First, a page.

Pop Culture #704

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Pop Culture #704

With Christmas right around the corner, there’s been a sudden flood of new DVD and blu-ray titles hitting store shelves. Sure, you could ask for a Netflix subscription for Christmas instead, but where’s the fun in trying to unwrap that under the tree on December 25th?
So if you’re looking for gifts for your near and dear, or for suggestions to pass on to anyone who might want to add you to their shopping list, here’s a few recent release suggestions that I for one would be happy to find in my stocking on Christmas morning… except that I’ve probably already bought them by now because my family seems to feel useful presents are the best (it’s a whole thing, let’s not go into it here).
First off, Mandy (Madman distributors): Nicolas Cage has been the king of direct-to-DVD schlock for a long time now, but this particular feature received a limited run in cinemas here earlier this year and for good reason. While the plot is your basic revenge tale – Cage is a somewhat intense dude whose peaceful forest life with his partner is disrupted by a nutty cult and it’s chainsaw time – it’s directed with a gonzo over-the-top intensity that constantly verges on parody while still delivering crazy thrills. Even now Cage almost never gives a truly bad performance (or even a disinterested one) and here he manages to give depth and texture to a role that’s largely just an excuse to give the most “Nicolas Cage” performance in years.
Batman: The Complete Animated Series (Roadshow Entertainment): in the early 90s the Batman cartoon show broke new ground in animation by going back to the 40s stylings of the Fleisher cartoons and bringing that moody, stylised approach to the small screen. Surprisingly violent and dark for the time, it laid the groundwork for the endless parade of Warner Brothers cartoon superheroes we have today and set a standard for animated storytelling that’s yet to be surpassed. Now fully remastered, this set collects all four seasons and the two movies, and while the extras are decent enough, this show is good enough on its own to deserve a second look even if you already own the previous edition.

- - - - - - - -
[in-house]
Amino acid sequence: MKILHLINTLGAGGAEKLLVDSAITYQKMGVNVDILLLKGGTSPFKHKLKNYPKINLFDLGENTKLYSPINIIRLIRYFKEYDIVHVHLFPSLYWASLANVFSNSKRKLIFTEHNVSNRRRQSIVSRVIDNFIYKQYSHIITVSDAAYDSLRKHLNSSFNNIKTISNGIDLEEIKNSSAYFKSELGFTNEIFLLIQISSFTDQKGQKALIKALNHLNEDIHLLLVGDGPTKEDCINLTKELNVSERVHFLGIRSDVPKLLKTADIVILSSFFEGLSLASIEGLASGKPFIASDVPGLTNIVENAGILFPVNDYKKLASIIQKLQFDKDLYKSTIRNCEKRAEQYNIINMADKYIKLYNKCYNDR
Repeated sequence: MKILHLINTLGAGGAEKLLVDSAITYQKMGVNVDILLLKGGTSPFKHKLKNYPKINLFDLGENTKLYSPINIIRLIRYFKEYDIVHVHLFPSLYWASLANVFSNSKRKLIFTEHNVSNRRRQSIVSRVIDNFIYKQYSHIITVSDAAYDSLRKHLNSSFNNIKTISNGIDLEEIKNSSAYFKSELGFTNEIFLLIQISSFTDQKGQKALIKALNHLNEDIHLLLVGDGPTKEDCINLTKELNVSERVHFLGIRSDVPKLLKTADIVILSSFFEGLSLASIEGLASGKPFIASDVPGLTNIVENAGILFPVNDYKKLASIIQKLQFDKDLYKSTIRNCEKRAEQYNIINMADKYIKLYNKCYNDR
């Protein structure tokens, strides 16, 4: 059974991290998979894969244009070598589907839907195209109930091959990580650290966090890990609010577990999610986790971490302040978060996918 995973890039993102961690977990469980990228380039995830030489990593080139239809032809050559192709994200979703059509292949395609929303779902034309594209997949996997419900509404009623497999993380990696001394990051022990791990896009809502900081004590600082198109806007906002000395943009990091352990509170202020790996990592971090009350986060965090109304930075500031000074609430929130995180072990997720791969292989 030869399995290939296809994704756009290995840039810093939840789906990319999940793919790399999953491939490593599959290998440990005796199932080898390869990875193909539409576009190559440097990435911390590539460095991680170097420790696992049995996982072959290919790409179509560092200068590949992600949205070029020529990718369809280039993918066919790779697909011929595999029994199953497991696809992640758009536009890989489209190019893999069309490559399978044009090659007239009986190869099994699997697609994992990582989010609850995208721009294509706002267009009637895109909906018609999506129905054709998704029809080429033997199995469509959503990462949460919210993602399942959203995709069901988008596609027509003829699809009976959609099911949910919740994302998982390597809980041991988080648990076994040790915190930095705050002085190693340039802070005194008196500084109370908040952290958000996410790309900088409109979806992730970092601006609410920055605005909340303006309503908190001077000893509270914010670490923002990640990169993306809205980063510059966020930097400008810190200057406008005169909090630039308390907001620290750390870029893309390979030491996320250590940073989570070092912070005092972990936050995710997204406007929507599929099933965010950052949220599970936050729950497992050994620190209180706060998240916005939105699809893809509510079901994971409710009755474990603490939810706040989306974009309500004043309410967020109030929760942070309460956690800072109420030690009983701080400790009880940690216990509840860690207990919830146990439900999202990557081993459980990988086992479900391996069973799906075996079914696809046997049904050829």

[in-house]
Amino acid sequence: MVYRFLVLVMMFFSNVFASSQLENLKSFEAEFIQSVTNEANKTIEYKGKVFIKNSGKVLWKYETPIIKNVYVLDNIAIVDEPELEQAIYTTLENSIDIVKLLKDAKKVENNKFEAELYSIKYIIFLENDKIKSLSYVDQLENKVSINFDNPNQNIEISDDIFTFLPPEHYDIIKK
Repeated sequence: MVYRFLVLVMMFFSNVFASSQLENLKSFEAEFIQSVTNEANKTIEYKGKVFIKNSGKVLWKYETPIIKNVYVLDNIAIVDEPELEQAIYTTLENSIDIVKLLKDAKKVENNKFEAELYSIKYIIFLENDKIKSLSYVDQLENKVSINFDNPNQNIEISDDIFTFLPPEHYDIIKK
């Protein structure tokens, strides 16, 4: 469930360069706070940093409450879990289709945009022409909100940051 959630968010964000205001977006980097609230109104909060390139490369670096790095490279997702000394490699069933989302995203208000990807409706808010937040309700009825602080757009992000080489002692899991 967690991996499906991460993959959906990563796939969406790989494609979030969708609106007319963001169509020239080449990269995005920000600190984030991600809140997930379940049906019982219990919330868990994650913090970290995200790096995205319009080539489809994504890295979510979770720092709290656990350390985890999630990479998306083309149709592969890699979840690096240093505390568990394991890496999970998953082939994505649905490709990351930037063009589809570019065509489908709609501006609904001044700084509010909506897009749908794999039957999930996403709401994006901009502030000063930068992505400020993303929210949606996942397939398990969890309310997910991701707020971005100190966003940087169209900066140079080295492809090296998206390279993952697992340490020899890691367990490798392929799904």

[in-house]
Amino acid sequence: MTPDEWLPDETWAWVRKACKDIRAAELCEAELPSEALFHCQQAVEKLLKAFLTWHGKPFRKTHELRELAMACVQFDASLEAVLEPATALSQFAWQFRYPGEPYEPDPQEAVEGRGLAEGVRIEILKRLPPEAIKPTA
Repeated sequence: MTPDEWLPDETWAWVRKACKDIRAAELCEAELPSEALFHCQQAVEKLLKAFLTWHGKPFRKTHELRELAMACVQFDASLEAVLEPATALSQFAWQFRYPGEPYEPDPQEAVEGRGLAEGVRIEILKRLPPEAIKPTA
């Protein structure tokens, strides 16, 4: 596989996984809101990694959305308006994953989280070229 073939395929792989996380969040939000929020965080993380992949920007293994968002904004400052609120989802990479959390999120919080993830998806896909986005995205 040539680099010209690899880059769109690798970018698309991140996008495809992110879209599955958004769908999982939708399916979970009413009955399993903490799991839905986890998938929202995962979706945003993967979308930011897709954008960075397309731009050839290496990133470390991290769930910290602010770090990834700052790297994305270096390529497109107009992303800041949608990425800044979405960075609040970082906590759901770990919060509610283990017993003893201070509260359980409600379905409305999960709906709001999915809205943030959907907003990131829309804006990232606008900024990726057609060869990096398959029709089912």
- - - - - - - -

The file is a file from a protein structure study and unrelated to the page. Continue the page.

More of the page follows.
Westworld: season two (Roadshow Entertainment): this season doubled down on the puzzle box approach that was so compelling (and frustrating) the first time around, but with a stronger idea of who the characters are – and the occasional visit to other worlds in the robot-filled theme park – this manages to build on the first season in a way that makes the characters’ various quests more engaging even when they seem to be spinning their wheels. Plus samurai!
The Quiet Earth (Umbrella): New Zealand director Geoff Murphy passed away at the start of December, and while he worked on bigger films – he did second unit on the Lord of the Rings trilogy, and directed Under Siege 2 amongst others – 1985’s The Quiet Earth remains his masterpiece. Bruno Lawrence plays a man who wakes up to find he seems to be the only person left on Earth; eerie and haunting, it takes an idea that wasn’t exactly original even than and turns it into a memorably effective and compelling film.
Written by Anthony Morris